There are several reasons as to why both Sami Selcuk, as a judge, and corollary his book, are different from their counterparts. One of the reasons is that in addition to his jurist identity, distinguished Sami Selcuk possesses an academic identity. Undoubtedly, this has an immense contribution in his analytic and systematic speech, and his competence in the relevant literature. Perhaps more important than this, - which this is the second reason -, Honorable Selcuk is of an intellectual skepticism and a talent for envisioning with broad horizon, which this, alas, is not a virtue often run into among jurists in Turkey. It is no wonder that his accumulation of juridical, academic, philosophic virtues made him different from his contemporaries. Admittedly, his previously published works carry the signs of his multifarious and broad intellectual capacity. Moreover, Sami Selcuk trusts in ordinary people and the public, which this is an extremely rare instance in judicial bureaucracy as well as among civil and military quarters. So far as I can observe, these points come out as a factor ever bolstering up his devotion to democracy resting on ethical-philosophical premises in principle.
No doubt is there that with Longing for Democracy, dear Sami Selcuk has contributed considerable to our quest for "democratic the rule of law". The author in this seminal work remarkably diagnoses the dilemmas of the quasi-democratic regime of Turkey and points out possible way-outs. While doing this, Sami Selcuk utilizes the parlance of universal language of the democratic the rule of law; however, he does not waive from fairness He does underline the problems; but never does he fail to make us remember the achievements and advantages of Turkey in the wake of democracy. The contribution that Sami Selcuk ushered in the struggle to build a more democratic society is exceptionally significant. This is because in an era where "the fear of democracy" holds sway among the elites of the state, the president of a Supreme Court ventures to call for more democracy and shows the courage to speak out these before everybody - especially the elites of the state. In Turkey being on the verge of being a full member of the European Union, while the government and the bureaucracy carry out some overt and covert attempts with the cause of preserving the status quo, one should never underestimate that the president of the Court of Cassation make speeches knocking down the myth of the unchangeable status quo. In this work, Honorable Sami Selcuk, who especially portrays an example of virtue that is expected from a responsible and brave citizen, has performed a praiseworthy and applaudable duty.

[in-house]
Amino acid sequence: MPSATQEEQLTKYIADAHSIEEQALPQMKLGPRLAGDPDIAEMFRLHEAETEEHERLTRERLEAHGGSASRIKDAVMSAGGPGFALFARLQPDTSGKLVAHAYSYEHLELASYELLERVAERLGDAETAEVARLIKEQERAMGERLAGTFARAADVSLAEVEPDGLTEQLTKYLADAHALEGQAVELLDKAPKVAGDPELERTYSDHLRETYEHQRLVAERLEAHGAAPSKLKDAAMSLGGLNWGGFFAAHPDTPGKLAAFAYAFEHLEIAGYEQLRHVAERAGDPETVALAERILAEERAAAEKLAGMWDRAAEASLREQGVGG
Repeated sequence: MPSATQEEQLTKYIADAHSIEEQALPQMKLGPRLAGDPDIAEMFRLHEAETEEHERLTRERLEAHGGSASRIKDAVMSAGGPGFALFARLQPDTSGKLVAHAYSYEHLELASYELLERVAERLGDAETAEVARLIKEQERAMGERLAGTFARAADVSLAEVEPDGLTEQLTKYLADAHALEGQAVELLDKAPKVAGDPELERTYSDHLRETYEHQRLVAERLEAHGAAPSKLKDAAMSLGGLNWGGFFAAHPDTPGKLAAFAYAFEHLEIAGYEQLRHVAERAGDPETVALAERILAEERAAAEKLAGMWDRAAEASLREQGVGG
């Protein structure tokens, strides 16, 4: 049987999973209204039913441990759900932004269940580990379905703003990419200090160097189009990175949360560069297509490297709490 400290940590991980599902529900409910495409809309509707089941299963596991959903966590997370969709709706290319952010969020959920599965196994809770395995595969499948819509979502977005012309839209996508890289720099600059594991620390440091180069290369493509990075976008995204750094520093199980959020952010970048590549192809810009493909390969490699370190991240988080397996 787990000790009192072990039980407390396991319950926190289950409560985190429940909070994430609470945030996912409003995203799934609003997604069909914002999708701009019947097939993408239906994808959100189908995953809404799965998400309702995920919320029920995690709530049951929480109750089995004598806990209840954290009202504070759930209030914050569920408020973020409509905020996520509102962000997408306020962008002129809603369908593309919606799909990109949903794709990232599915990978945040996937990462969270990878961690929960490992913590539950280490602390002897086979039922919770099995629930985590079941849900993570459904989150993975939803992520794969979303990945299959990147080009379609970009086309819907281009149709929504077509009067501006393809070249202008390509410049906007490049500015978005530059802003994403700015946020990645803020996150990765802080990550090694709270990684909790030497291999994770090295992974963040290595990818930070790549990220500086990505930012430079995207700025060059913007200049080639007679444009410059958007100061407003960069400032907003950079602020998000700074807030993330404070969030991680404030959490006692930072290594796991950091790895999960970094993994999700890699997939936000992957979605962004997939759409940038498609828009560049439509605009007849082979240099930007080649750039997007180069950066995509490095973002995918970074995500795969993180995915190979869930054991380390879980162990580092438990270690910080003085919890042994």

I do hope that Longing for Democracy will be an intermediary not only for an increase of interest towards our country but also for the discovery of the global concerns of a Turkish judge operating at "national" stratum. In reality, Sami Selcuk has served Turkey par excellence by proving that from a "less developed" and semi-democratic country, jurists, - enjoying the ability of communicating with universal values and with the common heritage of mankind -, might arise.
16 November 2000
Professor of Political and Constitutional Theory
Hacettepe University, Ankara